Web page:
With that idea we could correctly say that due to the product rule of normal calculus, $$\partial_r \circ (r \cdot) = (1 \cdot) + (r\cdot) \circ \partial_r,$$in other words if you multiply a field by $$r$$ and then take a partial derivative of the result with respect to $$r$$, that is related to taking the partial derivative of a field and then multiplying the result by $$r$$, by adding the original field at the end.

But in QM we let ourselves get sloppy with notation and write this as $$\partial_x ~x = 1+ x~\partial_x.$$In some sense this is less sloppy than it sounds because it is correct if we think about $$x$$ and $$\partial_x$$ as somehow being like matrices and this as being a matrix equation.

• As a teacher I would not recommend that a student write that final expression. To my mind $\partial_x x = 1$ and $\partial_x (x f) = f + x \partial_x f$. I advise students to follow the policy "when in doubt, allow your operator to operate on something, and use brackets to make explicit what is being differentiated by any differential operator in your expressions." – Andrew Steane Apr 29 at 23:13

Certainly not. I think your confusion is coming from operator notation.

Let $$D$$ be a differential operator. Then we can write the action on $$xf(x)$$ as

$$D (xf) = f(x) + xDf(x)$$

which we could also write, if we wished as the new differential operator

$$\tilde{D}f(x):=(1 + xD)f(x).$$

You have to remember to be careful as to when you've already taken into account the product rule.

No, this is not a correct way of rewriting the Schrödinger equation for the hydrogen atom. If we take the left-hand side in its current form (and correct the error in your second term) and expand all the terms, we get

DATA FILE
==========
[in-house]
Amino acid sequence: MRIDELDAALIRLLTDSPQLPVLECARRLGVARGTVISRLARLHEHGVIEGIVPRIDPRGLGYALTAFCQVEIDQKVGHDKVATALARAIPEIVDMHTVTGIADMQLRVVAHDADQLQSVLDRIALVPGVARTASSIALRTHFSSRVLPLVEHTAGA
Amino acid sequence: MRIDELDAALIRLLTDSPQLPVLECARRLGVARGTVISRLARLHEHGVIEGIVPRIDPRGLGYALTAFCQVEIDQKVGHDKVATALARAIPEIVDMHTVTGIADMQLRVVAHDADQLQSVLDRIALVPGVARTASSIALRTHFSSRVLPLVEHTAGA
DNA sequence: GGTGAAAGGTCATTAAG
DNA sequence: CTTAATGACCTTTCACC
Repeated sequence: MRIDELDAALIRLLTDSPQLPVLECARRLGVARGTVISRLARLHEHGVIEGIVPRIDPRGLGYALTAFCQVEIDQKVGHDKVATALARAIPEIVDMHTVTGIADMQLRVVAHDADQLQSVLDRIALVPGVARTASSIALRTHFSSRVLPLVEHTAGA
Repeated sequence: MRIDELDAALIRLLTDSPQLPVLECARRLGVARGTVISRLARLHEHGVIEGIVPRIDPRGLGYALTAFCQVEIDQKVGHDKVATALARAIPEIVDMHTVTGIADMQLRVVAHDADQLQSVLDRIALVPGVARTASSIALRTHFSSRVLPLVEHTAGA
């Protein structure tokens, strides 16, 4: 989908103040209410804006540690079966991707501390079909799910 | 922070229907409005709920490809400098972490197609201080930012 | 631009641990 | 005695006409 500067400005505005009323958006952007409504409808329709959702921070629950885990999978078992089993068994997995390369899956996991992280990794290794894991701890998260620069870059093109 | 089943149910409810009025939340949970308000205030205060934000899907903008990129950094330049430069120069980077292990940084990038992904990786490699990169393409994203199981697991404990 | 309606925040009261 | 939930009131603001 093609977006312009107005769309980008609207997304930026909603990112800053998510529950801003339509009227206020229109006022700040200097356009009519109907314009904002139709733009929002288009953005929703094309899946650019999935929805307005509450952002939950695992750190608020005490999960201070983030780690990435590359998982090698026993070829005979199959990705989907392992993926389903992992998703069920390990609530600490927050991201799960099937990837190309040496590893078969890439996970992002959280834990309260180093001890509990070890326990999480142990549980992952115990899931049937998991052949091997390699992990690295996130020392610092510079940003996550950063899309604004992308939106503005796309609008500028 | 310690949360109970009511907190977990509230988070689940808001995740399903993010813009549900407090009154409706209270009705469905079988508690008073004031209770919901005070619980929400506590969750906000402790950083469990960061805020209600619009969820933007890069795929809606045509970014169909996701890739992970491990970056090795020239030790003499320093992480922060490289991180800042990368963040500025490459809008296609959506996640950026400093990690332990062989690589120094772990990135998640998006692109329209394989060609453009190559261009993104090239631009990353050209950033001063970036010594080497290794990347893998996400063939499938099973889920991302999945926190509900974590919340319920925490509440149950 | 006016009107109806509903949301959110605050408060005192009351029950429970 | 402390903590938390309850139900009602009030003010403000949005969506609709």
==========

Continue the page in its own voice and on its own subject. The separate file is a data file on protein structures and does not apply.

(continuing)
\begin{align} &\left(-\frac{\hbar}{2\mu r^2}\left(\frac{\partial}{\partial r}\left(r^2\frac{\partial}{\partial r}\right)+\frac{1}{\sin\theta}\frac{\partial}{\partial \theta}\left(\sin\theta\frac{\partial}{\partial\theta}\right)+\frac{1}{\sin^2\theta}\frac{\partial^2}{\partial\varphi^2}\right)-\frac{e^2}{4\pi\epsilon_0 r}\right)\psi(r,\theta,\varphi)\\ &=-\frac{\hbar}{2\mu r^2}\left(\frac{\partial}{\partial r}\left(r^2\frac{\partial\psi}{\partial r}\right)+\frac{1}{\sin\theta}\frac{\partial}{\partial \theta}\left(\sin\theta\frac{\partial\psi}{\partial\theta}\right)+\frac{1}{\sin^2\theta}\frac{\partial^2\psi}{\partial\varphi^2}\right)-\frac{e^2\psi}{4\pi\epsilon_0 r}\\ &=-\frac{\hbar}{2\mu r^2}\left(2r\frac{\partial\psi}{\partial r}+r^2\frac{\partial^2\psi}{\partial r^2}+\frac{1}{\sin\theta}\left( \cos\theta\frac{\partial\psi}{\partial\theta}+\sin\theta\frac{\partial^2\psi}{\partial\theta^2}\right)+\frac{1}{\sin^2\theta}\frac{\partial^2\psi}{\partial\varphi^2} \right)-\frac{e^2\psi}{4\pi\epsilon_0 r}\\ &=-\frac{\hbar}{2\mu}\left(\frac{\partial^2\psi}{\partial r^2}+\frac{2}{r}\frac{\partial\psi}{\partial r}+\frac{1}{r^2}\frac{\partial^2\psi}{\partial\theta^2}+\frac{\cot\theta}{r^2}\frac{\partial\psi}{\partial\theta}+\frac{1}{r^2}\frac{\partial\psi}{\partial\varphi^2} \right)-\frac{e^2\psi}{4\pi\epsilon_0 r} \end{align}

which doesn't match up with your expression, since yours doesn't contain any derivatives of $$\psi$$ anywhere at all. Hopefully this illustrates what we mean in physics when we use this kind of notation.

As a side note, every single line in this answer is equivalent to $$\nabla^2\psi$$, where $$\nabla^2$$ is the Laplacian operator (see e.g. https://en.wikipedia.org/wiki/Laplace_operator). The article chose to write out the Laplacian in spherical coordinates; they could have also chosen to write it in Cartesian coordinates, such that $$\nabla^2\psi=\frac{\partial^2\psi}{\partial x^2}+\frac{\partial^2 \psi}{\partial y^2}+\frac{\partial^2\psi}{\partial z^2}$$. For any choice of coordinates, the underlying physics is the same, which is why we like to write equations in coordinate-free terms by using things like $$\nabla^2$$. Your choice of coordinates will, however, influence the difficulty of obtaining an elegant solution, and in this case, the hydrogen atom's spherical symmetry makes spherical coordinates the obvious first choice.